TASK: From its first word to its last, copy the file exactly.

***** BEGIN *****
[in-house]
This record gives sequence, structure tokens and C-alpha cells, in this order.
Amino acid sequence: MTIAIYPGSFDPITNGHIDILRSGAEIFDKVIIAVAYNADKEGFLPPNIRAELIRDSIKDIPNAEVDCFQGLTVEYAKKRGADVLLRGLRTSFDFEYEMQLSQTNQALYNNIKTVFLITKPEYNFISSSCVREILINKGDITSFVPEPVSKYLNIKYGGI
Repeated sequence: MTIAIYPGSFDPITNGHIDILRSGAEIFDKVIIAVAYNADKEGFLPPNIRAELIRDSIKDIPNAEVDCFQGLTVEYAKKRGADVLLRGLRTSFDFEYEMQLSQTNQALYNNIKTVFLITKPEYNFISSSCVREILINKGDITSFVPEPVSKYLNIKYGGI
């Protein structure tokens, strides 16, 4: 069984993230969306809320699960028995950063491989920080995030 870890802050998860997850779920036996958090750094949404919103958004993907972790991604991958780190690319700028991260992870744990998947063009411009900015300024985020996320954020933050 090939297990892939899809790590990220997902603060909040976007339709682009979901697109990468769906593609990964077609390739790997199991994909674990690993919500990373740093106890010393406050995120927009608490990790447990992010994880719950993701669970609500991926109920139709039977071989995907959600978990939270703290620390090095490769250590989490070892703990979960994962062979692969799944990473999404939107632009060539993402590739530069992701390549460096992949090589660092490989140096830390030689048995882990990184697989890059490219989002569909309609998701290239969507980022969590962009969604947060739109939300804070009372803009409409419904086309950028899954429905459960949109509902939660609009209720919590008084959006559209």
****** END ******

[in-house]
This record gives sequence, structure tokens and C-alpha cells, in this order.
Amino acid sequence: MTIAIYPGSFDPITNGHIDILRSGAEIFDKVIIAVAYNADKEGFLPPNIRAELIRDSIKDIPNAEVDCFQGLTVEYAKKRGADVLLRGLRTSFDFEYEMQLSQTNQALYNNIKTVFLITKPEYNFISSSCVREILINKGDITSFVPEPVSKYLNIKYGGI
Repeated sequence: MTIAIYPGSFDPITNGHIDILRSGAEIFDKVIIAVAYNADKEGFLPPNIRAELIRDSIKDIPNAEVDCFQGLTVEYAKKRGADVLLRGLRTSFDFEYEMQLSQTNQALYNNIKTVFLITKPEYNFISSSCVREILINKGDITSFVPEPVSKYLNIKYGGI
């Protein structure tokens, strides 16, 4: 069984993230969306809320699960028995950063491989920080995030 870890802050998860997850779920036996958090750094949404919103958004993907972790991604991958780190690319700028991260992870744990998947063009411009900015300024985020996320954020933050 090939297990892939899809790590990220997902603060909040976007339709682009979901697109990468769906593609990964077609390739790997199991994909674990690993919500990373740093106890010393406050995120927009608490990790447990992010994880719950993701669970609500991926109920139709039977071989995907959600978990939270703290620390090095490769250590989490070892703990979960994962062979692969799944990473999404939107632009060539993402590739530069992701390549460096992949090589660092490989140096830390030689048995882990990184697989890059490219989002569909309609998701290239969507980022969590962009969604947060739109939300804070009372803009409409419904086309950028899954429905459960949109509902939660609009209720919590008084959006559209």